Decentralized applications (dApps) are a relatively new technology that’s become increasingly popular in investment circles. dApps offer the look and functionality of the standard web and phone applications we’re all familiar with, but dApps aren’t run off corporate servers.
Instead, dApps run on a blockchain or peer-to-peer network. That way, no single user or company has control over them. They are community-driven.
Another advantage of decentralized applications is that downtime is eliminated. If a server goes down, another PC takes up the load and dApps continue working. With no central authority responsible for running dApps, they are resistant to interference by governments, corporations or individuals.
Here are the 4 top dApps that could dominate the decentralized applications future:
- Uniswap (CCC:UNI-USD)
- IDEX (CCC:IDEX-USD)
- MakerDAO (CCC:MKR-USD, CCC:DAI-USD)
dApps are typically open-source, so developers are able to improve features and functionality more quickly. And because dApps are typically blockchain-based, its easy to deeply integrate cryptocurrencies. Interested in exploring dApps? Here are four popular decentralized applications for the new investing world.
U.S.-based Uniswap launched in 2018. The key function of Uniswap is the exchange of Ethereum (CCC:ETH-USD) and other ERC-20 digital currency tokens. Uniswap also offers a Pool feature. Users deposit tokens into a smart contract — providing liquidity — and earn pool tokens in return.
Uniswap is popular for a number of reasons, including low trading fees, a self-custodial approach (users retain full custody of their funds) and a wide range of tokens available for trading.
Users also appreciate the fact it does not require a Know Your Customer (KYC) process. This not only means they can get set up and trading more quickly, it also offers protection for personal information should the exchange ever be hacked.
Uniswap claims over 43 million lifetime trades, with over $223 billion in volume.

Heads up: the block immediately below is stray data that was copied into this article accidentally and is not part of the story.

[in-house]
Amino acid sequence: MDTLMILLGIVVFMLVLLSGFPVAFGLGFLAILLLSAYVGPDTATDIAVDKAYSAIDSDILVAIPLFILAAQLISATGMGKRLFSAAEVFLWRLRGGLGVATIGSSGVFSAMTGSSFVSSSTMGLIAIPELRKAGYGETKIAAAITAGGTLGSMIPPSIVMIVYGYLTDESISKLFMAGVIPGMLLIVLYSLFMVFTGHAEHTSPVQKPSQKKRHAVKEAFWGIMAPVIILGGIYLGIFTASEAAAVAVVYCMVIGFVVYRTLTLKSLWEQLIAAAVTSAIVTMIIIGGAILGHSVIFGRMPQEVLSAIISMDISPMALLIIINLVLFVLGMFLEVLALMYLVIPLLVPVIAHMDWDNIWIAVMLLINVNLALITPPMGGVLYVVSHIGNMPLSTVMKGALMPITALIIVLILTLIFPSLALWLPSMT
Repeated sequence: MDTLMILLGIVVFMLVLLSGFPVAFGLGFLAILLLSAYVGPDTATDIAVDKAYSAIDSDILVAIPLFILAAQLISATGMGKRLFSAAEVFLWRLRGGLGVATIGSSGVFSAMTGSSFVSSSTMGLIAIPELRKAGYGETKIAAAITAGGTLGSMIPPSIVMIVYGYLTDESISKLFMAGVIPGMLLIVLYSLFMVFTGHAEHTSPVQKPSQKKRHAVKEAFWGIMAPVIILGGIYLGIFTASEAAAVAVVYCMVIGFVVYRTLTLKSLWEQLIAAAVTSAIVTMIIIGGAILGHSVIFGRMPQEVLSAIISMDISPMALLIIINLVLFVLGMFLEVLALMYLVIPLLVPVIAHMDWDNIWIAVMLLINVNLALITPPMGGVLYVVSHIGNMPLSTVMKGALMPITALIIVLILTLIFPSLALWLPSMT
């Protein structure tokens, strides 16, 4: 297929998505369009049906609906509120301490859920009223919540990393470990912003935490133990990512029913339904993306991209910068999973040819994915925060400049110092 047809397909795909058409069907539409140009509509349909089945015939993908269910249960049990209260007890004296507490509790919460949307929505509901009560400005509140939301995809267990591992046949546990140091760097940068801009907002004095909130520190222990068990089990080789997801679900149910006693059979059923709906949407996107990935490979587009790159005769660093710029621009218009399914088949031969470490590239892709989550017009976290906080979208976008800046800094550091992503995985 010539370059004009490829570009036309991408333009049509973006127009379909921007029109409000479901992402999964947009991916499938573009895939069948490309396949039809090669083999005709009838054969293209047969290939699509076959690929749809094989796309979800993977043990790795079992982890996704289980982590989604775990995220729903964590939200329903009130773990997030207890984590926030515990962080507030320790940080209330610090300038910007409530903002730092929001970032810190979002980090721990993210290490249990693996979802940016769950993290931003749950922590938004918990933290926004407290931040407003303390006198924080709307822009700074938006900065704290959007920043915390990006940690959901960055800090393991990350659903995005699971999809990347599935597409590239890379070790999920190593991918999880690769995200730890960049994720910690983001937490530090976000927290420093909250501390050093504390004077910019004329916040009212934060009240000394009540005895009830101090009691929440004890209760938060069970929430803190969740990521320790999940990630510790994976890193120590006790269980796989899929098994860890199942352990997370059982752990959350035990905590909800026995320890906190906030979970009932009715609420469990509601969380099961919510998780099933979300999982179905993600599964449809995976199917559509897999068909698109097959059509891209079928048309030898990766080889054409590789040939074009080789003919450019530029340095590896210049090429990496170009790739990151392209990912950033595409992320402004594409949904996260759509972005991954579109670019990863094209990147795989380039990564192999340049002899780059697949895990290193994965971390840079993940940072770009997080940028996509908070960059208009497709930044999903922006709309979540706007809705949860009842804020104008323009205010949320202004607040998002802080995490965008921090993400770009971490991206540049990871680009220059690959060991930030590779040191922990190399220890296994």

IDEX bills itself as the world’s most advanced cryptocurrency exchange. Launched in 2016, IDEX is currently available for Ethereum and Binance (CCC:BNB-USD) blockchains. This dApp was the first Ethereum-based smart contract exchange to allow real-time trading.
With IDEX, traders don’t have to wait for transactions to mine, they can place multiple orders and they can cancel orders without having to pay a gas cost (which many other exchanges charge to speed up the transaction).
Security is a big selling point, with users required to verify all trades using a private key. IDEX also has its own token, designed to allow investors to earn a share of fees generated by the exchange.
MakerDAO (MKR-USD, DAI-USD)
MakerDAO is a crypto-lending platform with its own digital currency called Dai. It allows users to borrow and lend using a decentralized application, with no middleman taking part of the proceeds. Like Uniswap, users are not required to register or KYC.
One of the reasons investors like MakerDAO is that Dai is a stablecoin currency. That means its value is kept pegged to the U.S. dollar for stability. That’s a win in a crypto world where the value of currencies such as Bitcoin (CCC:BTC-USD) can fluctuate wildly. Additionally, Dai is not tied to any specific countries, so no governments or banks have any control over spending, lending or borrowing on the platform.
By December 2020, the number of Dai tokens in existence topped 1 billion. At the same time, the total value of assets secured on MakerDao hit $2.71 billion, a 674% year-over-year increase.
Those interested in investing in NFTs (Non Fungible Tokens) know all about CryptoPunks. A revolutionary among decentralized applications, CryptoPunks has been trading NFTs since 2017. In fact, this dApp claims to have generated the first NFT.
Each of the 10,000 CryptoPunks NFTs is an 8-bit, 24 x 24 pixel art image. On March 11, one of these NFTS — CryptoPunk7804 — sold for 4,200 Ethereum, the equivalent of $7.5 million.
The Ethereum blockchain-based platform has seen nearly $275 million in transaction volume in that time.
As of this writing, Brad Moon did not hold a position in any of the aforementioned securities.
Brad Moon has been writing for InvestorPlace.com since 2012. He also writes about stocks for Kiplinger and has been a senior contributor focusing on consumer technology for Forbes since 2015.